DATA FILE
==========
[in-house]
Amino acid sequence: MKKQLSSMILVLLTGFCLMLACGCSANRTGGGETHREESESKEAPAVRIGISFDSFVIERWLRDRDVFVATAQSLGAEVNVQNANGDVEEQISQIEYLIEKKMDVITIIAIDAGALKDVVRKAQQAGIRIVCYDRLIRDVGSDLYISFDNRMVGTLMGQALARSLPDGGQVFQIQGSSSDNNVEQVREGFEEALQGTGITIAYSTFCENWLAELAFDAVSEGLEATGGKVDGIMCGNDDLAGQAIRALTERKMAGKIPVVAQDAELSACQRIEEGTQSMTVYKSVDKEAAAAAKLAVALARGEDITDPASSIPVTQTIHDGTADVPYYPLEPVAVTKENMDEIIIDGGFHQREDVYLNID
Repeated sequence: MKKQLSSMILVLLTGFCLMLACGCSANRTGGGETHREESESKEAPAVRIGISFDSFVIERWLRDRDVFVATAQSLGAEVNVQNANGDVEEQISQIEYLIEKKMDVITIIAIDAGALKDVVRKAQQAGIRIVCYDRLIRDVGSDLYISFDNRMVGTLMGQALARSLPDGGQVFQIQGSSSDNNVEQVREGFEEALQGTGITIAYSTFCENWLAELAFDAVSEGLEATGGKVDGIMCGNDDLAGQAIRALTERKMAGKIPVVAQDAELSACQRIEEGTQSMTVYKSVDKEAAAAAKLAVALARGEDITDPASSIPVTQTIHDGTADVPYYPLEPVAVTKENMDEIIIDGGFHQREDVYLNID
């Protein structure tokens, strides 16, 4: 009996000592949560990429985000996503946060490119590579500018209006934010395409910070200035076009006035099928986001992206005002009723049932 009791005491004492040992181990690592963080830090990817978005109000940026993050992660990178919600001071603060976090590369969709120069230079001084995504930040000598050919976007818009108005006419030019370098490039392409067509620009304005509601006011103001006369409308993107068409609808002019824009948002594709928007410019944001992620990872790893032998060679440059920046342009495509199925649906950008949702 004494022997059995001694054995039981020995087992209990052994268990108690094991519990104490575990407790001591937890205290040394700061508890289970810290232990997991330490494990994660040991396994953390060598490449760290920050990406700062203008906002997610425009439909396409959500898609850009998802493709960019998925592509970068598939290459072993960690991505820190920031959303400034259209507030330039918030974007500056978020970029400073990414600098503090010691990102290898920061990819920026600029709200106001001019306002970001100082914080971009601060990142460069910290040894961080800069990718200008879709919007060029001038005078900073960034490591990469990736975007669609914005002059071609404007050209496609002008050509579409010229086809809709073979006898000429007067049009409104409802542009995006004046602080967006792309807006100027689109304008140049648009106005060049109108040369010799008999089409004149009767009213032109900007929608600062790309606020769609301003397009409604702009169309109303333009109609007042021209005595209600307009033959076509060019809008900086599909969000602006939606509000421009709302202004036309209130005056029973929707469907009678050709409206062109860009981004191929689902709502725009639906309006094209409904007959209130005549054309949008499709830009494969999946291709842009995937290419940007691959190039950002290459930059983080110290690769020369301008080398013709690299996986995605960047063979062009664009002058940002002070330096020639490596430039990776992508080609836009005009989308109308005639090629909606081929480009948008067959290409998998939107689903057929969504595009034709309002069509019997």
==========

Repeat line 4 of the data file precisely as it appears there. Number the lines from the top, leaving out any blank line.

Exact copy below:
């Protein structure tokens, strides 16, 4: 009996000592949560990429985000996503946060490119590579500018209006934010395409910070200035076009006035099928986001992206005002009723049932 009791005491004492040992181990690592963080830090990817978005109000940026993050992660990178919600001071603060976090590369969709120069230079001084995504930040000598050919976007818009108005006419030019370098490039392409067509620009304005509601006011103001006369409308993107068409609808002019824009948002594709928007410019944001992620990872790893032998060679440059920046342009495509199925649906950008949702 004494022997059995001694054995039981020995087992209990052994268990108690094991519990104490575990407790001591937890205290040394700061508890289970810290232990997991330490494990994660040991396994953390060598490449760290920050990406700062203008906002997610425009439909396409959500898609850009998802493709960019998925592509970068598939290459072993960690991505820190920031959303400034259209507030330039918030974007500056978020970029400073990414600098503090010691990102290898920061990819920026600029709200106001001019306002970001100082914080971009601060990142460069910290040894961080800069990718200008879709919007060029001038005078900073960034490591990469990736975007669609914005002059071609404007050209496609002008050509579409010229086809809709073979006898000429007067049009409104409802542009995006004046602080967006792309807006100027689109304008140049648009106005060049109108040369010799008999089409004149009767009213032109900007929608600062790309606020769609301003397009409604702009169309109303333009109609007042021209005595209600307009033959076509060019809008900086599909969000602006939606509000421009709302202004036309209130005056029973929707469907009678050709409206062109860009981004191929689902709502725009639906309006094209409904007959209130005549054309949008499709830009494969999946291709842009995937290419940007691959190039950002290459930059983080110290690769020369301008080398013709690299996986995605960047063979062009664009002058940002002070330096020639490596430039990776992508080609836009005009989308109308005639090629909606081929480009948008067959290409998998939107689903057929969504595009034709309002069509019997």